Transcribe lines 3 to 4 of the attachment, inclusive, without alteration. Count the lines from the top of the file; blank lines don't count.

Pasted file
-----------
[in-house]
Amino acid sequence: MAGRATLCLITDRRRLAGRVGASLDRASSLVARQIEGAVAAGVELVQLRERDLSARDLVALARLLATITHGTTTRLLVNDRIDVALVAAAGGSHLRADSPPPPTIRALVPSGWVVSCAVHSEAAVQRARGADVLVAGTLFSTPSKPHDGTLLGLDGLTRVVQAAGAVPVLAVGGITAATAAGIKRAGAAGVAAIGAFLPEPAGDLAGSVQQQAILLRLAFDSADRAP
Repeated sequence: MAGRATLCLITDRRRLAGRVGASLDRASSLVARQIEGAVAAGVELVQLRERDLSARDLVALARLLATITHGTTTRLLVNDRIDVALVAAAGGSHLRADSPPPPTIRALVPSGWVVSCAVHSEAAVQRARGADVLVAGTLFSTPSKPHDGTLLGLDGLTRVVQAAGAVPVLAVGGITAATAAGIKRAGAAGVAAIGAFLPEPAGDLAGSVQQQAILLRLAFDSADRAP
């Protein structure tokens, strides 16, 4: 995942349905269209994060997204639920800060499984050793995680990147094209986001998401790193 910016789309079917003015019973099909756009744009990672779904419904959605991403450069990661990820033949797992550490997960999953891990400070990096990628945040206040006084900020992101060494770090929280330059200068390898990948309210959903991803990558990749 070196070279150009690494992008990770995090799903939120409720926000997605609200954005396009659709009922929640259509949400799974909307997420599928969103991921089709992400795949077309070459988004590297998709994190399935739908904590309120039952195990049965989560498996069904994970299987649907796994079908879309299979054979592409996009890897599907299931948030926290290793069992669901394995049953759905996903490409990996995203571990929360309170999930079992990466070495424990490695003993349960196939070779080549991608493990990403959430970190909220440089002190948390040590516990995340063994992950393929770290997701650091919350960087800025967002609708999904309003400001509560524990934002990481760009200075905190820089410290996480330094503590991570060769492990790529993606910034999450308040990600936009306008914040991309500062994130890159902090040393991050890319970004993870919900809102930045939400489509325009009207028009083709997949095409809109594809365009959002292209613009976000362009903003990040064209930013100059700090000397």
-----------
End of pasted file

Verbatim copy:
Repeated sequence: MAGRATLCLITDRRRLAGRVGASLDRASSLVARQIEGAVAAGVELVQLRERDLSARDLVALARLLATITHGTTTRLLVNDRIDVALVAAAGGSHLRADSPPPPTIRALVPSGWVVSCAVHSEAAVQRARGADVLVAGTLFSTPSKPHDGTLLGLDGLTRVVQAAGAVPVLAVGGITAATAAGIKRAGAAGVAAIGAFLPEPAGDLAGSVQQQAILLRLAFDSADRAP
């Protein structure tokens, strides 16, 4: 995942349905269209994060997204639920800060499984050793995680990147094209986001998401790193 910016789309079917003015019973099909756009744009990672779904419904959605991403450069990661990820033949797992550490997960999953891990400070990096990628945040206040006084900020992101060494770090929280330059200068390898990948309210959903991803990558990749 070196070279150009690494992008990770995090799903939120409720926000997605609200954005396009659709009922929640259509949400799974909307997420599928969103991921089709992400795949077309070459988004590297998709994190399935739908904590309120039952195990049965989560498996069904994970299987649907796994079908879309299979054979592409996009890897599907299931948030926290290793069992669901394995049953759905996903490409990996995203571990929360309170999930079992990466070495424990490695003993349960196939070779080549991608493990990403959430970190909220440089002190948390040590516990995340063994992950393929770290997701650091919350960087800025967002609708999904309003400001509560524990934002990481760009200075905190820089410290996480330094503590991570060769492990790529993606910034999450308040990600936009306008914040991309500062994130890159902090040393991050890319970004993870919900809102930045939400489509325009009207028009083709997949095409809109594809365009959002292209613009976000362009903003990040064209930013100059700090000397």